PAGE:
Who isn’t mesmerized by the dancing flames of a campfire? Outside, under the stars, breathing crisp air, crackling wood, the mind sharpens and opens itself to pondering the expansive universe.
Last weekend in Colorado, the campfire’s usual duties expanded from warming hands and feet and toasting marshmallows to something much more artistic and existential. Over the years, I have admired and appreciated my mother-in-law, Moe’s skill: throwing, glazing, and firing a variety of beautiful pottery. Though most of her pots are fired in either electric or gas kilns in a studio, the unique pieces produced at primitive or pit firings have always intrigued me.
You can imagine my delight when she brought out several boxes of pottery one morning. Carefully unwrapping the vessels, we checked the bottom of each piece where she inscribes a short dated journal entry. Some of the pieces had been thrown and bisqued as long as ten years ago. We laughed and reminisced about where life had taken us as she prepared her materials and the fire.
When the fire burned hot enough, each pot was placed inside a tin coffee can and dropped gently into the hottest flames. And then the work began. My husband and his cousin gathered and chopped wood to keep the scorching fire blazing. Moe was never far away, periodically throwing sawdust, dirt, and gerbil food into the cans. She explained that the chemical reaction produced by different organic materials placed in the cans would leave permanent markings that would then define and distinguish each pot.
She encouraged us to add our own elements to the flames. Pinecones, grass, leaves, wires, and endless amounts of sawdust were thrust through the smoke and ash at the tortured pieces of shaped clay.
As the hours passed, it hit me. The life metaphor. Where was that passage in the Bible? I had stumbled upon it years ago while going through hard times. Isaiah 48:10 “Behold, I have refined thee, but not with silver; I have chosen thee in the furnace of affliction.” The pots, the cans, the fire, the artist throwing in seemingly random materials: all of it resembles this life—and we are the pots.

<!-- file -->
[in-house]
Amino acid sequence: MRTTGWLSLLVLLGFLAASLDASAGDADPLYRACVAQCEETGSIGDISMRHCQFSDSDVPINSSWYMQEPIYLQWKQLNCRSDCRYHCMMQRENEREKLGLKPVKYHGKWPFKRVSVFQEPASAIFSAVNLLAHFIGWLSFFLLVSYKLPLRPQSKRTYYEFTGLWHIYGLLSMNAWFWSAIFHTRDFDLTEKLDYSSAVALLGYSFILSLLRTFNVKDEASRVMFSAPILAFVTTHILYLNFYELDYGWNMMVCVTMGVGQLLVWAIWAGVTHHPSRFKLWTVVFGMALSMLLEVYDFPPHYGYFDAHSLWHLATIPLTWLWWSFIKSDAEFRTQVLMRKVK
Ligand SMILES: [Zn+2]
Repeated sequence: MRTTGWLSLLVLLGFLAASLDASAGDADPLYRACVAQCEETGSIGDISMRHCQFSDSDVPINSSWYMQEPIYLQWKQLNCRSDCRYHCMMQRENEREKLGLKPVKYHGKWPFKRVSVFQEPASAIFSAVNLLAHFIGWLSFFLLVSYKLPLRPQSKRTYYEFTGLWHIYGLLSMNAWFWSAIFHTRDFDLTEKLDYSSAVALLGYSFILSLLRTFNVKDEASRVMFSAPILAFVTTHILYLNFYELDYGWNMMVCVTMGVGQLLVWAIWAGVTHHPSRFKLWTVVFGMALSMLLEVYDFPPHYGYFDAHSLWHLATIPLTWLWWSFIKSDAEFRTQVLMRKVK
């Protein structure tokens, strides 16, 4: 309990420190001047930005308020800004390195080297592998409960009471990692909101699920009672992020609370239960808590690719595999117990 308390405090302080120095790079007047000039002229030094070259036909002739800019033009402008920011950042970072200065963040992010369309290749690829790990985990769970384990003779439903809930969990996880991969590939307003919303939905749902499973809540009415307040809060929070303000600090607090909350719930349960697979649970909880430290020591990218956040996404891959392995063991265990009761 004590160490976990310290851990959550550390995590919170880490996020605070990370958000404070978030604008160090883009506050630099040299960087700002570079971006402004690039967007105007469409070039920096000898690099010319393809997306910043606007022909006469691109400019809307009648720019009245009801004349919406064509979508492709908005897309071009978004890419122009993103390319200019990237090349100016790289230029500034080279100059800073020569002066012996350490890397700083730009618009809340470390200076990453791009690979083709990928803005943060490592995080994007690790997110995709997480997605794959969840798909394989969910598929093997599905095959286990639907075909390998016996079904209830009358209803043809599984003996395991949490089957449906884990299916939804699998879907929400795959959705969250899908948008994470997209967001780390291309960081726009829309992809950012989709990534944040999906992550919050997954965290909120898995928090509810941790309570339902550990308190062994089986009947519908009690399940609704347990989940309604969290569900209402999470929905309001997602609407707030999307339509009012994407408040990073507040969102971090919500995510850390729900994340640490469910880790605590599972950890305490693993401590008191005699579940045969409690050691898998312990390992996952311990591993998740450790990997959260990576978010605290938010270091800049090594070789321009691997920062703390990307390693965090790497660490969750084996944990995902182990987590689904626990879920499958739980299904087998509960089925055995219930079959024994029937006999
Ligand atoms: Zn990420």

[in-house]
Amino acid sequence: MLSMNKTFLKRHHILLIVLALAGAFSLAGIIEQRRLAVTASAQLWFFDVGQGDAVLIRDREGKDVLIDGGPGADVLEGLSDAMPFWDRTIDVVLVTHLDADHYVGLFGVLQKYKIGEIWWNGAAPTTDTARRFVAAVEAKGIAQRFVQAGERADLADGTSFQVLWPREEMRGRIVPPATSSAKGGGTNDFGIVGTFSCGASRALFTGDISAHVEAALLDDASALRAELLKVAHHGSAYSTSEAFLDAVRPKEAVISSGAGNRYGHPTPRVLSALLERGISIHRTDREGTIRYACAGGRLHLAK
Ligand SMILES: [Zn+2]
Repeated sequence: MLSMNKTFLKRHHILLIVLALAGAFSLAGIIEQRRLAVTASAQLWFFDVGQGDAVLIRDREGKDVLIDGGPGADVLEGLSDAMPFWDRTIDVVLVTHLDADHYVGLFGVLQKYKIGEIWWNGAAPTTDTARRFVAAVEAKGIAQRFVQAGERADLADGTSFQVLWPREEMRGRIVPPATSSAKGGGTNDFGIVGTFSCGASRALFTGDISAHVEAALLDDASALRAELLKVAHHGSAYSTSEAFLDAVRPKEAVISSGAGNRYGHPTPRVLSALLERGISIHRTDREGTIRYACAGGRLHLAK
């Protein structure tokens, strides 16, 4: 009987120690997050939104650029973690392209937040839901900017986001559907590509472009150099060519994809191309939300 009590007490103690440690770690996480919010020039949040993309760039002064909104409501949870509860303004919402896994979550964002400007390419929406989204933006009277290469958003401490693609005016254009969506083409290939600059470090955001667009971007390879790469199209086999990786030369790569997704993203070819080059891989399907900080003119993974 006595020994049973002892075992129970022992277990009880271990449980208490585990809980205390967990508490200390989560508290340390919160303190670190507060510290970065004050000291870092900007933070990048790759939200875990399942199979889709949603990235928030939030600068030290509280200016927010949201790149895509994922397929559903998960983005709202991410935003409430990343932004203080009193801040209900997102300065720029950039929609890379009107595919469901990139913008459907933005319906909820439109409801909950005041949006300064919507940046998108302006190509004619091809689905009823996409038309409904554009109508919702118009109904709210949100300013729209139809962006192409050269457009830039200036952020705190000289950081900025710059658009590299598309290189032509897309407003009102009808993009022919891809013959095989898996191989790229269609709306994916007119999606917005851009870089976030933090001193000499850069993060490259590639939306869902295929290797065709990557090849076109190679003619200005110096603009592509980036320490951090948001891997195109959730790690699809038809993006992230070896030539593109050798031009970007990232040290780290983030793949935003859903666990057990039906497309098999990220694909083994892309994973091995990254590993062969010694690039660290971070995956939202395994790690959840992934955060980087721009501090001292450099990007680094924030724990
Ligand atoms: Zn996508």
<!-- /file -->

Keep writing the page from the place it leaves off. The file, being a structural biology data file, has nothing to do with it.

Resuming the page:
I don’t know about you, but I didn’t choose the shape, size or purpose of my vessel. I came to earth with a unique set of physical and mental characteristics. They could be the result of the universe randomly throwing together my elements, but I don’t think so. I believe that a skilled potter sat at a wheel, carefully centering, pulling and shaping me before I came here. Maybe I even have a journal entry inscribed on me. I would love to know what the artist was thinking, especially when putting size nine big toes on my size six foot.
And now here I am. In a coffee can. Surrounded by flames. Just when I become accustomed to the heat, another burst of something is thrown at me. The discomfort caused by the flaming sawdust. The mark left by the pinecone. The searing pain of the copper wire will never rub away. All too easy to lose perspective. I can only see the flames and the can. I don’t understand the purpose yet.
As with all fires, the time comes when the chopping stops. The wood disappears. The flames diminish. The embers die. The ashes cool.
Who will be waiting to lift us out of the can? To gently rub away the soot, ashes, and dirt? To inspect the marks left on us. The scars and blemishes.
After the firing, Moe invited each of us to choose a pot, beginning with her brother who was celebrating a birthday.
Removed from the furnace of affliction, I knew immediately which pot would be chosen first. It stood out among the others. The elegant red ribbon of color couldn’t have been more perfectly placed if it had been hand painted there. This pot may have suffered the most. The copper wire left that mark.
The fact is that this life is a fire. We are here in these cans whether we like it or not. We do not control what is thrown at us. We may choose some of the marks that are left on us, but certainly not all of them. What we do choose is our reaction to the process. Do we trust it or fight it? Do we try to hide our scars and blemishes, or do we embrace them as what makes us beautiful and unique? Do we appreciate and thank the artist for the constant care of the fire and even for the materials thrown into the flames or do we curse the very wire that is making us exquisite?
Only you can decide. The flames will burn on regardless.